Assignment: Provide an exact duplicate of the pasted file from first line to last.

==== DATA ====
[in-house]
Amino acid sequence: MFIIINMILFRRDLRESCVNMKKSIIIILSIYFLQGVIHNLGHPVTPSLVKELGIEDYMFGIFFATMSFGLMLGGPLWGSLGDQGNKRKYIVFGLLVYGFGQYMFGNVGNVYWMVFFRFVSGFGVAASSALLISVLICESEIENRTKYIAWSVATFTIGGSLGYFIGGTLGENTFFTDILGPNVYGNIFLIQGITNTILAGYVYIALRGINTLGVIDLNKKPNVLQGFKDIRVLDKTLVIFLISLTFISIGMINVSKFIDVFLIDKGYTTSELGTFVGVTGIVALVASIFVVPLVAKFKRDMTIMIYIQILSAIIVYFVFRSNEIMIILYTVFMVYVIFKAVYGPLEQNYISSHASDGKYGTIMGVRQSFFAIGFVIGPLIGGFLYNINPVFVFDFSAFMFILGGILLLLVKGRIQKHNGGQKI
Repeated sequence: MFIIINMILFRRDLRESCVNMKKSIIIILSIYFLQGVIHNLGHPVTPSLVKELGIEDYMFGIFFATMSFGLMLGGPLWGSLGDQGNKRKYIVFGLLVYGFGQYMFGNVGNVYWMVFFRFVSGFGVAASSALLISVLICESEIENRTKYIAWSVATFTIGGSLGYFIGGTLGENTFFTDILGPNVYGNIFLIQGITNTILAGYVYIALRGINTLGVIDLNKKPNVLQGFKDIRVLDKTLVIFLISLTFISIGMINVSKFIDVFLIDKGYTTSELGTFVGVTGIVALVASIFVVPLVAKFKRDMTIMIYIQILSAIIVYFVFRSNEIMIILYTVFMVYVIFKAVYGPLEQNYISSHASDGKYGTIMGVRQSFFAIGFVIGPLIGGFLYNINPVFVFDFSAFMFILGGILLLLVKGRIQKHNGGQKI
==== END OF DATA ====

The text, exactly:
[in-house]
Amino acid sequence: MFIIINMILFRRDLRESCVNMKKSIIIILSIYFLQGVIHNLGHPVTPSLVKELGIEDYMFGIFFATMSFGLMLGGPLWGSLGDQGNKRKYIVFGLLVYGFGQYMFGNVGNVYWMVFFRFVSGFGVAASSALLISVLICESEIENRTKYIAWSVATFTIGGSLGYFIGGTLGENTFFTDILGPNVYGNIFLIQGITNTILAGYVYIALRGINTLGVIDLNKKPNVLQGFKDIRVLDKTLVIFLISLTFISIGMINVSKFIDVFLIDKGYTTSELGTFVGVTGIVALVASIFVVPLVAKFKRDMTIMIYIQILSAIIVYFVFRSNEIMIILYTVFMVYVIFKAVYGPLEQNYISSHASDGKYGTIMGVRQSFFAIGFVIGPLIGGFLYNINPVFVFDFSAFMFILGGILLLLVKGRIQKHNGGQKI
Repeated sequence: MFIIINMILFRRDLRESCVNMKKSIIIILSIYFLQGVIHNLGHPVTPSLVKELGIEDYMFGIFFATMSFGLMLGGPLWGSLGDQGNKRKYIVFGLLVYGFGQYMFGNVGNVYWMVFFRFVSGFGVAASSALLISVLICESEIENRTKYIAWSVATFTIGGSLGYFIGGTLGENTFFTDILGPNVYGNIFLIQGITNTILAGYVYIALRGINTLGVIDLNKKPNVLQGFKDIRVLDKTLVIFLISLTFISIGMINVSKFIDVFLIDKGYTTSELGTFVGVTGIVALVASIFVVPLVAKFKRDMTIMIYIQILSAIIVYFVFRSNEIMIILYTVFMVYVIFKAVYGPLEQNYISSHASDGKYGTIMGVRQSFFAIGFVIGPLIGGFLYNINPVFVFDFSAFMFILGGILLLLVKGRIQKHNGGQKI